Background: Although immune checkpoint inhibitor immunotherapies are contraindicated as first-line treatment of advanced non–small cell lung cancer (NSCLC) in patients with ALK rearrangement and EGFR mutation, many receive them. The purpose of this study was to examine the association between optimal first-line treatment in this population and clinical outcomes. Methods: Claims and genomic data from patients with advanced or metastatic NSCLC were extracted from a nationally representative GuardantINFORM dataset. Patients who had their first claim mentioning advanced or metastatic NSCLC between March 2019 and February 2020 and had ALK rearrangement or EGFR mutation detected by comprehensive genomic profiling were included in this study. Patients were classified as having received optimal or suboptimal first-line treatment. Claims were reviewed to determine real-world time to next treatment, real-world time to discontinuation, and health services utilization (emergency department, inpatient, and outpatient) in the 12 months following first-line treatment initiation. Survival analyses were conducted using Kaplan-Meier plots and Cox proportional hazard models. Health services utilization was compared between the groups using t tests and negative binomial models. Results: Of the 359 patients included, 280 (78.0%) received optimal first-line treatment. Optimally treated patients had longer median real-world time to next treatment (11.2 vs 4.4 months; P<.01) and real-world time to discontinuation (10.4 vs 1.9 months; P<.01). The optimal group had significantly fewer emergency department presentations (0.76 vs 1.27; P<.01) and outpatient visits (22.9 vs 42.7; P<.01) than the suboptimal group but did not significantly differ in inpatient utilization. Adjusted utilization analysis yielded similar findings. Conclusions: Patients with NSCLC who received optimal treatment, as determined by comprehensive genomic profiling using next-generation sequencing–based circulating tumor DNA testing (Guardant360), had significantly superior clinical and utilization outcomes, reinforcing existing guidelines recommending profiling at the onset of treatment.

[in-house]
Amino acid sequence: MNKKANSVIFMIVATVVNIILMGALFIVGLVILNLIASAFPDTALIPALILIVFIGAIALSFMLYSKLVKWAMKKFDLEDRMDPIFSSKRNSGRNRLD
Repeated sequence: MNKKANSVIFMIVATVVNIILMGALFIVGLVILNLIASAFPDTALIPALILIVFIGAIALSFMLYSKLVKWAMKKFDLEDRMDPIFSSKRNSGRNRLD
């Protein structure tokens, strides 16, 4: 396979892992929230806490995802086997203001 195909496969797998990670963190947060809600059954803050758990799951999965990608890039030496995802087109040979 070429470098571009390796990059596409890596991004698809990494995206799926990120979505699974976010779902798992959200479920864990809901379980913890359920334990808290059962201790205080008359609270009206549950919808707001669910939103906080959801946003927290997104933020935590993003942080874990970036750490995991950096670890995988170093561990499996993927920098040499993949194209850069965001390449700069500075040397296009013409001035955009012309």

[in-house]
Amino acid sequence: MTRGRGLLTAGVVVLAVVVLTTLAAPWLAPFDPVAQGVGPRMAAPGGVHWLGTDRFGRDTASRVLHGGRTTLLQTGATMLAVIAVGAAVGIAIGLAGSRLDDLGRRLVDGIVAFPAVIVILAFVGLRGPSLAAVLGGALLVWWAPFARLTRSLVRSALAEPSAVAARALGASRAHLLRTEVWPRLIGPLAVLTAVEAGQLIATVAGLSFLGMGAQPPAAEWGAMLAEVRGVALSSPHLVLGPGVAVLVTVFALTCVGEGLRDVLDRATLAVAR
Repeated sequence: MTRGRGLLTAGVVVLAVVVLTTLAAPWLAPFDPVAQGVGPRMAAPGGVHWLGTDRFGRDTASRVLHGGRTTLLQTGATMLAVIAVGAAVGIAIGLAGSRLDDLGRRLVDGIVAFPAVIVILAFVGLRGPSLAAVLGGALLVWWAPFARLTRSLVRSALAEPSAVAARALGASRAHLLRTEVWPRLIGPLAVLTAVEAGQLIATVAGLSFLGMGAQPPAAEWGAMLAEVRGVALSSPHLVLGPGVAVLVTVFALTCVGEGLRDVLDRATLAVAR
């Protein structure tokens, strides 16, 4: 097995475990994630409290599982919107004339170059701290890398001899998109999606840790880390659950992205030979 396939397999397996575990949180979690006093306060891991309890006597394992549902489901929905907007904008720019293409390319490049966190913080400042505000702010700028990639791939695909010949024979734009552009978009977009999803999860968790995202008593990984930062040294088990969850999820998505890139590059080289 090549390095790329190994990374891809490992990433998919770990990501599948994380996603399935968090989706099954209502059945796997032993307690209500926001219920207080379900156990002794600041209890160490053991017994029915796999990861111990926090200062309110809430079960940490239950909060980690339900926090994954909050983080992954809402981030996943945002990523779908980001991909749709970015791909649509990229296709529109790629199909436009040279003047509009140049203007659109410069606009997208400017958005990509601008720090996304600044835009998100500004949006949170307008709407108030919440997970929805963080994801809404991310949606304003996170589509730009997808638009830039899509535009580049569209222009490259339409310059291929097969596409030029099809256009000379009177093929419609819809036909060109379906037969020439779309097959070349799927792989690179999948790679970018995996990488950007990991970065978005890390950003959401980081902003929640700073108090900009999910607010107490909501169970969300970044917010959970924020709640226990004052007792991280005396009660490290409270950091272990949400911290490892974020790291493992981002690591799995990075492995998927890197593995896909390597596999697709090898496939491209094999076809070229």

Development of a Strategic Initiative at MD Anderson Cancer Center to Improve Outcomes in Immune-Related Adverse Events
Sarah E. Fayle, Nicolas L. Palaskas, Bilal A. Siddiqui, Jennifer L. McQuade, Jamie S. Lin, Sumit K. Subudhi, Anisha B. Patel, Robert R. Jenq, Amishi Y. Shah, Amy R. Spelman, Mianen Sun, Bettina H. Marble, and Yinghong Wang
Immune checkpoint inhibitors (ICIs) have transformed the treatment paradigm for many cancer types. The clinical use of ICIs is increasing rapidly, including in combinations associated with increased risk of toxicities, termed “immune-related adverse events” (irAEs). Therefore, MD Anderson Cancer Center (MDACC) in Houston, Texas has proactively responded by developing a priority endeavor known as the Immuno-Oncology Toxicity (IOTOX) initiative. This strategic initiative aims to facilitate the seamless integration of key domains: (1) standardized clinical practice and innovative decision toolsets; (2) patient and provider education; and (3) a comprehensive clinical and translational research platform. The ultimate goal of this initiative is to develop and disseminate clinical best practices and biologic insights into irAEs to improve outcomes of patients with irAEs at MDACC and in the wider oncology community.